Bartlett's Poems for Occasions
Bartlett's Poems for Occasions, an entertaining, thought-provoking companion to the bestselling Bartlett's Familiar Quotations, is the book to turn to for any circumstance -- from birth to death and everything in between.
Under the direction of esteemed poet and writer Geoffrey O'Brien, Bartlett's Poems for Occasions will inspire you to turn to poetry to celebrate a new baby or marriage, toast a colleague, cheer a graduate, honor a birthday, deliver a eulogy, or add zest to a holiday party. It is the perfect solution to the age-old question, What should I say?
What people are saying - Write a review
THE ROUND OF THE YEAR
THE CHRISTMAS SEASON
YOUTH AND ITS PLEASURES
THE WORKING LIFE
LOVE AND PASSION
When in disgrace with fortune and mens eyes
Why so pale and wan fond lover
SEPARATIONS AND FAREWELLS
RETIREMENT FROM WORK AND FROM THE WORLD
On the Death of
Sleep brings no joy
THE HUMAN CONDITION
ENDURANCE RESISTANCE AND SURVIVAL
PUBLIC MOMENTS AND ULTIMATE MATTERS
IN TIME OF WAR
FROM THE AMERICAN STORY
THE UNKNOWN AND THE UNKNOWABLE
Other editions - View all
AMERICAN beautiful birds birth blow blue boughs break breath bright bring child Christmas clouds cold comes cuckoo dark dead death doth dream earth ENGLISH eyes face fair fall father feel feet fields fire flowers friends fruit give gone green grow hand happy head hear heart heaven hills hour human keep kiss land laugh leaves light live look mind moon morning Mother NATURE never night occasion once peace play pleasure poems poetry poets rain reader remember rest Ring river ROBERT rose round season shadows sing sleep smile snow song soul sound spring stand stars stay strange summer sweet tell thank thee things THOMAS thou thoughts tree turn voice wait wild wind winter wood young youth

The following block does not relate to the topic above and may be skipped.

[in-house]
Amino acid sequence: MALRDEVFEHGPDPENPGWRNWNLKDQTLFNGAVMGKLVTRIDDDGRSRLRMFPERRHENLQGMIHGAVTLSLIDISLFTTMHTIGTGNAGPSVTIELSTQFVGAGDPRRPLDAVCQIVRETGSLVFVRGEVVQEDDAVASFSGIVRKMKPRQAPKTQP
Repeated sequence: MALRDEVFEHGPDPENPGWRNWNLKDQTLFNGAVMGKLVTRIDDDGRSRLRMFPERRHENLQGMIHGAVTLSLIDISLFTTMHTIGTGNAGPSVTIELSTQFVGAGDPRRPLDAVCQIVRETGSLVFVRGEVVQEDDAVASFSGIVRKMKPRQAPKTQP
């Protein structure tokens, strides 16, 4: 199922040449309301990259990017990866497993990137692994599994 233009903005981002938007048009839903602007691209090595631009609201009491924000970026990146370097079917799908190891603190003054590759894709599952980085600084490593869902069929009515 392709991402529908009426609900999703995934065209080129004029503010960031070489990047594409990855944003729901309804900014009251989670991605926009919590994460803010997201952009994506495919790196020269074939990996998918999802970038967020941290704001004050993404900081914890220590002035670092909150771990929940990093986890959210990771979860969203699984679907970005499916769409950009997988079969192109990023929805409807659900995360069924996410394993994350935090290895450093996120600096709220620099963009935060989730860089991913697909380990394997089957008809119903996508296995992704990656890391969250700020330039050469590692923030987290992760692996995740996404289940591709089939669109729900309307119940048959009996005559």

Page 277 - It sounds to him like her mother's voice, Singing in Paradise ! He needs must think of her once more, How in the grave she lies; And with his hard, rough hand he wipes A tear out of his eyes. Toiling, — rejoicing,— sorrowing, Onward through life he goes; Each morning sees some task begin, Each evening sees its close ; Something attempted, something done, Has earned a night's repose.
Page 25 - To bend with apples the mossed cottage-trees, And fill all fruit with ripeness to the core ; To swell the gourd, and plump the hazel shells With a sweet kernel ; to set budding more, And still more, later flowers for the bees, Until they think warm days will never cease ; For Summer has o'erbrimmed their clammy cells.
Page 293 - Desiring this man's art, and that man's scope, With what I most enjoy contented least; Yet in these thoughts myself almost despising, Haply I think on thee, and then my state, Like to the lark at break of day arising From sullen earth, sings hymns at heaven's gate: For thy sweet love remembered such wealth brings, That then I scorn to change my state with kings.
Page 174 - Ah, love, let us be true To one another! for the world, which seems To lie before us like a land of dreams, So various, so beautiful, so new, Hath really neither joy, nor love, nor light, Nor certitude, nor peace, nor help for pain; And we are here as on a darkling plain Swept with confused alarms of struggle and flight, Where ignorant armies clash by night.
Page 173 - But now I only hear Its melancholy, long, withdrawing roar, Retreating, to the breath Of the night-wind, down the vast edges drear And naked shingles of the world.
Page 220 - The world recedes: it disappears! Heaven opens on my eyes! my ears With sounds seraphic ring: Lend, lend your wings! I mount! I fly! O Grave! where is thy Victory? O Death! where is thy Sting.
Page 310 - She walks in beauty, like the night Of cloudless climes and starry skies; And all that's best of dark and bright Meet in her aspect and her eyes: Thus mellow'd to that tender light Which heaven to gaudy day denies.
Page 138 - My heart leaps up when I behold A rainbow in the sky: So was it when my life began ; So is it now I am a man ; So be it when I shall grow old, Or let me die! The child is father of the man; And I could wish my days to be Bound each to each by natural piety.
Page 224 - Requiem Under the wide and starry sky, Dig the grave and let me lie. Glad did I live and gladly die, And I laid me down with a will. This be the verse you grave for me: Here he lies where he longed to be; Home is the sailor, home from sea, And the hunter home from the hill.